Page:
We are in contact with Federal and Provincial agencies including Emergency Management British Columbia and continue to offer our support and assistance where possible.

November 22, 2021, 12:20 pm PDT

Trans Mountain has more than 350 people working around the clock to safely restart the Trans Mountain Pipeline. The pipeline remains shut down following a voluntary, precautionary shut down on Sunday, November 14, in anticipation of the impacts of the heavy rainfall and extreme weather conditions.

Over the weekend, crews continued with efforts to fully evaluate the pipe in the affected areas, with teams being airlifted or hiking into areas where there is still no road access. Ground inspections have been completed at many sites and Trans Mountain expects to complete the remainder by the end of day today, weather permitting.

Key response areas


Trans Mountain is utilizing six helicopters and some 80 pieces of heavy equipment in the Coquihalla and Coldwater regions clearing roads, installing temporary bridges and re-diverting watercourses. In some areas where the flooding resulted in water flows on the right-of-way, the rivers need to be re-directed back to their normal channel to allow Trans Mountain to assess and support the pipeline.

The pipeline remains safely in a static condition and there is no indication of any loss of containment. As a precaution until the assessment phase is completed, Trans Mountain has deployed spill-response equipment at our pre-determined control points, including containment boom in river areas near to or downstream from where we are working.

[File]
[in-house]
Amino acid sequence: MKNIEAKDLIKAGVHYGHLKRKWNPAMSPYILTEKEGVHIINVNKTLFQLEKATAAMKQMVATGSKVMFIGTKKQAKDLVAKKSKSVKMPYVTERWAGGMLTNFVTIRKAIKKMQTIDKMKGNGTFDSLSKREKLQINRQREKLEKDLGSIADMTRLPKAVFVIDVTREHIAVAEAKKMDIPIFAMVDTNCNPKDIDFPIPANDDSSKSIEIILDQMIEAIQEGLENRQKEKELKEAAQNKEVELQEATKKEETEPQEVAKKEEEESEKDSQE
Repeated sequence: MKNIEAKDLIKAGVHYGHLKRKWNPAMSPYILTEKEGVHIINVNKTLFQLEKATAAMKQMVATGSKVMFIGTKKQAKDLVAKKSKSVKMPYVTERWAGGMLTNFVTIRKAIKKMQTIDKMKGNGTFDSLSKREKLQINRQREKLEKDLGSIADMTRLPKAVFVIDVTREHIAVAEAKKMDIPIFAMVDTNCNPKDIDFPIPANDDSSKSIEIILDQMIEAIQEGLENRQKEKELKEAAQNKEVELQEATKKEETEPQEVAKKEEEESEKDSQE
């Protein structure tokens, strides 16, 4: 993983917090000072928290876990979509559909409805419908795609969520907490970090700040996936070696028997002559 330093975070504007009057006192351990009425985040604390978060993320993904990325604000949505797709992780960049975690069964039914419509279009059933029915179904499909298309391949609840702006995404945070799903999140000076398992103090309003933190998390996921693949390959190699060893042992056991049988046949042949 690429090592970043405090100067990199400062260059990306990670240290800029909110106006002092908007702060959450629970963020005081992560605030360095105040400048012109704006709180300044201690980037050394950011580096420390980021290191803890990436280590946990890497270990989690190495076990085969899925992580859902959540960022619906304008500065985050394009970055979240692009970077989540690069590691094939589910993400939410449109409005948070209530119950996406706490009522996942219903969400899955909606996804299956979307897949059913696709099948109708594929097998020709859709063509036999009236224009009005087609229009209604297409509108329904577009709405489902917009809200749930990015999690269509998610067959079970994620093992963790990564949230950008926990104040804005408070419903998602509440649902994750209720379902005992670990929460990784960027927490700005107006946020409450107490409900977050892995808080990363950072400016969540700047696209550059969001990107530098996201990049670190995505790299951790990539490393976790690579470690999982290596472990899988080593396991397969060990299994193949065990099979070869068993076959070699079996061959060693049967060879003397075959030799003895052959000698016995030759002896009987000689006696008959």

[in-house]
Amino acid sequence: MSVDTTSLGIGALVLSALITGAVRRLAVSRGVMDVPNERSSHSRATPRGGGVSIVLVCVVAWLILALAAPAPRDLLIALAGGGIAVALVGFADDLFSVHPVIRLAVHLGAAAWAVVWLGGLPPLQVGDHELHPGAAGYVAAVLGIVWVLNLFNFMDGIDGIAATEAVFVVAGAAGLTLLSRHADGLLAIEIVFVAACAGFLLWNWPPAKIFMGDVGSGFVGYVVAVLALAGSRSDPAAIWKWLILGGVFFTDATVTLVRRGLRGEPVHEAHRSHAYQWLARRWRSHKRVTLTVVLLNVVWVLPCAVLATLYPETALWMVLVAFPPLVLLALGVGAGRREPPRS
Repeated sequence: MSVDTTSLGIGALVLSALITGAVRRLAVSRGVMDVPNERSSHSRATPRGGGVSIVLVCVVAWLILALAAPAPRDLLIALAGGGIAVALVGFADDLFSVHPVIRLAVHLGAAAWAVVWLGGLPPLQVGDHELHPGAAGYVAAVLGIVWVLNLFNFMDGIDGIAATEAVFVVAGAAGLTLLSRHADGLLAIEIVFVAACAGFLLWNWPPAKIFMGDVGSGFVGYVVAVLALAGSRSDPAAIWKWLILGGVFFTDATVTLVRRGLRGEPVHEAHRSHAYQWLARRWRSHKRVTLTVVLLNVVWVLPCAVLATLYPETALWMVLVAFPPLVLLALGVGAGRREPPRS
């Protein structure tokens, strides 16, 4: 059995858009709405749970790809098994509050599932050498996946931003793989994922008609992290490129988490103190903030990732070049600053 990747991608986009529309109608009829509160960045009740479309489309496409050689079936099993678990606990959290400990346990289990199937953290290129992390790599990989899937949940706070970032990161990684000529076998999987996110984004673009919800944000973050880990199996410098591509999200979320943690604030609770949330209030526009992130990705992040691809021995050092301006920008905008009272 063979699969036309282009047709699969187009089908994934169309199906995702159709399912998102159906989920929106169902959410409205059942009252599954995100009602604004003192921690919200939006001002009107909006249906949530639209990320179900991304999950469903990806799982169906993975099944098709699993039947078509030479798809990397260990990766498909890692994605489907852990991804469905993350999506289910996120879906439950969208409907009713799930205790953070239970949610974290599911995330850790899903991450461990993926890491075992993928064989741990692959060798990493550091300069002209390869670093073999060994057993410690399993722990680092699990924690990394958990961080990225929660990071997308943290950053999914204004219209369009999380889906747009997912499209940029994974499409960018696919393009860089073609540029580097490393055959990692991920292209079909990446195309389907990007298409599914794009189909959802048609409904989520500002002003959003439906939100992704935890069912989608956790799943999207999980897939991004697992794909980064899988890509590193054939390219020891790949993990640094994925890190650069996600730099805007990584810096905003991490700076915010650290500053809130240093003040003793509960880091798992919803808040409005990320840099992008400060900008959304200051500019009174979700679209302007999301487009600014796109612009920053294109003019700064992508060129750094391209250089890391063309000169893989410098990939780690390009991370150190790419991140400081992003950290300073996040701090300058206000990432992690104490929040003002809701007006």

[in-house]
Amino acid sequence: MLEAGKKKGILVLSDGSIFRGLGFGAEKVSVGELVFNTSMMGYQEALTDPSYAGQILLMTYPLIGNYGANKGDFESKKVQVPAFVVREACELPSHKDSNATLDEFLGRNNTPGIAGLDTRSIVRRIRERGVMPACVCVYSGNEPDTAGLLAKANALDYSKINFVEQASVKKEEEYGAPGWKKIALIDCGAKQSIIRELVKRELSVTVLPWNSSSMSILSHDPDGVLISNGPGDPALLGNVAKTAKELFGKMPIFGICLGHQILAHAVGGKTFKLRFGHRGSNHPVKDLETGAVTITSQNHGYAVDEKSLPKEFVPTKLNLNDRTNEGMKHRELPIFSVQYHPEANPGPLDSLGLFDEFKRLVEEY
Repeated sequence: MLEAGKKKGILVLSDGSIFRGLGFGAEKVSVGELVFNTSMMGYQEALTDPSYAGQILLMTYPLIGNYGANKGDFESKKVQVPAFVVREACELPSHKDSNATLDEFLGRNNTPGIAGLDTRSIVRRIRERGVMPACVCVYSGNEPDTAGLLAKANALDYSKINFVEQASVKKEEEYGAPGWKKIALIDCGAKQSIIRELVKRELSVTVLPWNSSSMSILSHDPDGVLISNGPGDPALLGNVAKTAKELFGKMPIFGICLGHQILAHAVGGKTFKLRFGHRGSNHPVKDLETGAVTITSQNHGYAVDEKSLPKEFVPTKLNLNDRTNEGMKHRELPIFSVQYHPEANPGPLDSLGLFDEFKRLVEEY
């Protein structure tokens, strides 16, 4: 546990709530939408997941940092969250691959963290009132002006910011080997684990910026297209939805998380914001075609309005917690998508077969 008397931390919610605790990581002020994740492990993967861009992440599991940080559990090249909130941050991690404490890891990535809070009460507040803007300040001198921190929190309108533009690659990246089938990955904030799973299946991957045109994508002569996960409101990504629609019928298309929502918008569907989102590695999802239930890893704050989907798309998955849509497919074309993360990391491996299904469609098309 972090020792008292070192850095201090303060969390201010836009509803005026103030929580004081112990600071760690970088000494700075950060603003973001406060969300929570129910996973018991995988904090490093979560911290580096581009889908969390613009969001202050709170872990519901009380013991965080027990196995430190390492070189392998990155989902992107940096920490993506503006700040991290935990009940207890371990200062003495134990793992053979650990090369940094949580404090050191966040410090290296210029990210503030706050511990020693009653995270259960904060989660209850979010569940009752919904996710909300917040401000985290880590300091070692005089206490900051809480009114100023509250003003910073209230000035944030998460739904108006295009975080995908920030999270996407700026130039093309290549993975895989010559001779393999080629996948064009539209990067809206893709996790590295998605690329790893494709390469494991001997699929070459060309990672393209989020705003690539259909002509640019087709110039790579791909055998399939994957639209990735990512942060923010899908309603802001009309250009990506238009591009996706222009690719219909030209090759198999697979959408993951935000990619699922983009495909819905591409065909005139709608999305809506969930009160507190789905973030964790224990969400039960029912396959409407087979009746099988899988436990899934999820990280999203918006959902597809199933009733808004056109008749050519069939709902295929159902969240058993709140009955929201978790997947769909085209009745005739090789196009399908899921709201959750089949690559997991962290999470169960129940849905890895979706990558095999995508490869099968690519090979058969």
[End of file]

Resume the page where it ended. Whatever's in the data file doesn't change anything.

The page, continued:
If all planning and work continues to progress and no further issues with the pipeline are assessed, Trans Mountain is optimistic that we can restart the pipeline, in some capacity, by the end of the week. Key to successful execution of the restart plan will be access for equipment, fair weather, and no new findings of concern.

The Trans Mountain Pipeline is a critical piece of infrastructure for British Columbia and Washington state and every effort is being made to safely restart the pipeline as promptly as possible. This is the longest period the pipeline has been shut down in its nearly 70-year history. Trans Mountain is in regular contact with its shippers and is working in cooperation with the Province to mitigate the effects of the pipeline shut down on the region.

Work on the Trans Mountain Expansion Project continues along unaffected parts of the pipeline corridor and at Terminals – with crews in the Coquihalla and Merritt regions being redeployed to assist with efforts to re-open highways and to get the Trans Mountain Pipeline restarted. We are in contact with Federal and Provincial agencies including Emergency Management British Columbia and continue to offer our support and assistance where possible.

November 19, 2021, 3:30 pm PDT

The Trans Mountain Pipeline remains shut down following a voluntary precautionary shut down on Sunday, November 14, in anticipation of the impacts of the heavy rainfall and extreme weather conditions. The pipeline remains safely in a static condition and there is no indication of any loss of containment.